6 fitness goals for 2016 - and how to achieve them

Story highlights

  • You told us on Twitter what your fitness goals are for 2016
  • Goals ranged from building six packs to practicing yoga
  • Two experts, Dalton Wong and Sara Cecil, give advice on how to stick to targets

(CNN)Have you made a New Year's resolution?

If you have, you're in good company: according to most estimates about one in two people do.
    Losing weight, being more organized, saving money, enjoying life and getting fit usually top the charts, but sticking to the plan is hard to do: as little as 8 percent of people, according to a study by the University of Scranton, fully achieve their goals.
    But we can offer a little bit of help: using #GetFit2016 we asked what your fitness goals were for the year ahead and you responded with plenty of ideas -- from getting ripped to changing your mentality, becoming a vegan and everything in between!
    To steer you in the right direction, we consulted two fitness experts -- Dalton Wong, founder of Twenty Two Training, and Sara Cecil, Lead Sport Psychologist for the English Institute of Sport.
    Here are your top fitness goals for 2016 -- now go get 'em!

    1. Work out more

    Whether you're lifting weights, running up steps or doing squats, working out was one of the most popular fitness goals.
    "We always tend to wait until tomorrow to start exercising, wait until next week to stop drinking or wait for just one more meal before we start the diet," says Wong. But it's so much better to start immediately -- so set aside distractions, stop making excuses, and get started.
    "Be in the present and start now," says Wong -- or in some cases, if you see a Dunkin' Donuts ...

    2. Go the distance

    Signing up for runs, triathlons or marathons is a popular New Year's resolution -- and all the mud, sweat and tears are worth it.
    "The end result of the event is a huge sense of achievement but all the training and hard work is the actual benefit of committing to the sporting goal," says Wong.
    Whether you're running for charity or wanting to beat your last time, make sure you set goals that are attainable and sustainable, beginning with little changes.

    3. Get a six pack

    For many of you 2016 will be the year of the abs, doing crunches and sit ups to build the perfect six pack.
    Remember it's important to give your goals value -- so don't cancel gym sessions as though they're not worth it.
    "Book in all your exercise sessions in your diary like you would a work meeting, date night or special event. This one commitment is equally important as all other commitments," says Wong.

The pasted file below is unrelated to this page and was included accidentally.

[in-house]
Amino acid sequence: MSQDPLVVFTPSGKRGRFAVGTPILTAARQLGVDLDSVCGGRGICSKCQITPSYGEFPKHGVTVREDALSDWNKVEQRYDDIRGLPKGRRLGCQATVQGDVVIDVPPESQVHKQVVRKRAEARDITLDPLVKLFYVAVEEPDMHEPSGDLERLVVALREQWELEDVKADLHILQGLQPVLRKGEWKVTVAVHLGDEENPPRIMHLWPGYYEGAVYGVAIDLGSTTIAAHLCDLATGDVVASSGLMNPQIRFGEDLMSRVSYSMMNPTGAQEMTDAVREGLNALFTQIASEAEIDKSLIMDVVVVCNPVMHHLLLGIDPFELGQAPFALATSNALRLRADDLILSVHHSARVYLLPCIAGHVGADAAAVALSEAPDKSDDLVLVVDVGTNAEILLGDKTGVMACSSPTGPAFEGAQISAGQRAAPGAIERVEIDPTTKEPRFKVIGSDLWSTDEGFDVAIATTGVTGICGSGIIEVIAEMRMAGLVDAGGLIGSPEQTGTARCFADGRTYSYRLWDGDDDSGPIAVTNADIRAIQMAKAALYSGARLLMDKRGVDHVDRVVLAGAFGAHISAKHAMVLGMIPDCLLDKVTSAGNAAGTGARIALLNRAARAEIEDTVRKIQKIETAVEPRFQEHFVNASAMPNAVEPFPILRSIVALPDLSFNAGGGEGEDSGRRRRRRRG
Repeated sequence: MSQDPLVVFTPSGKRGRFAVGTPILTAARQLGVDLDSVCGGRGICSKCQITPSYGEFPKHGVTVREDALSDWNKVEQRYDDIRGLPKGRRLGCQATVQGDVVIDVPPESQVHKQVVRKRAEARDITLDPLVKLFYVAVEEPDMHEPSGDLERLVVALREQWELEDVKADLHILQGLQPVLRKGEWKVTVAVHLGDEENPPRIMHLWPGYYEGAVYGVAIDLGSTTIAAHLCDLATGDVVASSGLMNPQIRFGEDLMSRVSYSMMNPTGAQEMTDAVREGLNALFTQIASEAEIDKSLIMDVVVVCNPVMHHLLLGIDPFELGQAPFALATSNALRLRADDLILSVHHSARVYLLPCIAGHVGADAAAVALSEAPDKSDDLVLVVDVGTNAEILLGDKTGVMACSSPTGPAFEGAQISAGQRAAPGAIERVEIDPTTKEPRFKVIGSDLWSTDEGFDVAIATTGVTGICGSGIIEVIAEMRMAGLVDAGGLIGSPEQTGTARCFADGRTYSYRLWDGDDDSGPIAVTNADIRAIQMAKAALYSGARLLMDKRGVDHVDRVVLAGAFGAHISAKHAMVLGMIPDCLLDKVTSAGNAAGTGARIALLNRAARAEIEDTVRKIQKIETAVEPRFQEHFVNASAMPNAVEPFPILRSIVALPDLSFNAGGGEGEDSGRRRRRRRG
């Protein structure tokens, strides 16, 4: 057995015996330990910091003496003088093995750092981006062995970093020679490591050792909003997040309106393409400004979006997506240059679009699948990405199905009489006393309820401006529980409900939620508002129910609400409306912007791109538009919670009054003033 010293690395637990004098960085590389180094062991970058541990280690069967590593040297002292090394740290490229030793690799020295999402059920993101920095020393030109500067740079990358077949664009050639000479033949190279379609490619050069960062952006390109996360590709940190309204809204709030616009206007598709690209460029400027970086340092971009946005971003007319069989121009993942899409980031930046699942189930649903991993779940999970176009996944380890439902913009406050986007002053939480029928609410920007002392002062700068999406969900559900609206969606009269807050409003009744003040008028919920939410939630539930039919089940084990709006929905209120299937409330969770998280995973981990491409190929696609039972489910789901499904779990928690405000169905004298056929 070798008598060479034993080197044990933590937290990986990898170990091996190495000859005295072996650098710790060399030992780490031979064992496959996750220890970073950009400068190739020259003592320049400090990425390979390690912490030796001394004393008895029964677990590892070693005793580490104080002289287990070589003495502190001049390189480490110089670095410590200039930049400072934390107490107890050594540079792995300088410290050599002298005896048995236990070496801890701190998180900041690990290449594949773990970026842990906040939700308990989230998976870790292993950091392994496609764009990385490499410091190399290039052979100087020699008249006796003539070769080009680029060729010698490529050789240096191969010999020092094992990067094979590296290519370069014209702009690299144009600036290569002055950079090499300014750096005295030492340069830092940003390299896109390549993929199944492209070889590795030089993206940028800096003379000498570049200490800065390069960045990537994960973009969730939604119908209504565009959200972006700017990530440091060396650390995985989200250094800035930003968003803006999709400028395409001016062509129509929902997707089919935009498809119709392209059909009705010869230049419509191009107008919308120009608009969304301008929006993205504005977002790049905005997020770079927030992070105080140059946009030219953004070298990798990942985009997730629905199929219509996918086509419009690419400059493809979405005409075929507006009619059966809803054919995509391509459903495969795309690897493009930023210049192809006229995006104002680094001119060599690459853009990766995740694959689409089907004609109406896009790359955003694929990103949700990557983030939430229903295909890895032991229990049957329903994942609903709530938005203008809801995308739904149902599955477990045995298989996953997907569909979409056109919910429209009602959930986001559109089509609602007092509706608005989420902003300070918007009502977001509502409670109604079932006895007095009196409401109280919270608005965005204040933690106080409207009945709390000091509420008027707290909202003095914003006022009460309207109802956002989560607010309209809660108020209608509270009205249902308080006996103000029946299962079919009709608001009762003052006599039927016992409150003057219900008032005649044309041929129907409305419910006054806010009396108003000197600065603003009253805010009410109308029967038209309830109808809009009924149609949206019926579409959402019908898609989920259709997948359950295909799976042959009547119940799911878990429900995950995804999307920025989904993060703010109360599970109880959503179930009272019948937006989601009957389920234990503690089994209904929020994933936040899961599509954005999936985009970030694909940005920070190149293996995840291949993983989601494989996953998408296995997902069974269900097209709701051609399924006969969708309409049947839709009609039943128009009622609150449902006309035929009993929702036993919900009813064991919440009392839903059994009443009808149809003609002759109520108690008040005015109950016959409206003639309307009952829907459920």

4. Diet and lose weight

    This is by far one of the most popular New Year's resolutions, with people choosing to cut down alcohol, eat healthier or use the gym to shed pounds.
    It takes time to build and create new habits, so start by making small changes to have sustained success.
    If you're the kind of person who struggles with self-motivation, then it might be a good idea to join a group -- they're great for socializing and it means you have to keep up with them.

    5. Challenge yourself

    For some of you, working out once a week just isn't enough. Instead your goal is to exercise, eat well, sleep well, and even hang out with the right people.
    If you're aiming high then you've got to be motivated. Sara Cecil from the English Institute of Sport says the best way to do this is, "... to feel in control (autonomy), to feel a sense of achievement (competence) and to feel close to other people (relatedness)."
    So remind yourself that it is your choice to exercise (even when it doesn't feel like it), celebrate when you reach targets -- no matter how small -- and finally, have people who can support and praise you as you progress.

    6. Build a positive mentality

    Whether you're fighting obesity or trying to live longer, keeping a healthy mindset was a top goal for some of you.
    "Values are different from goals as we never reach them but we should always strive towards them," says Cecil. Values are defined by what is truly important to you, what you want your life to be about and what you want to stand for -- and once you've identified them you need to pursue them vigorously.
    "Without a doubt your decision to exercise will be linked to one of your values," adds Cecil.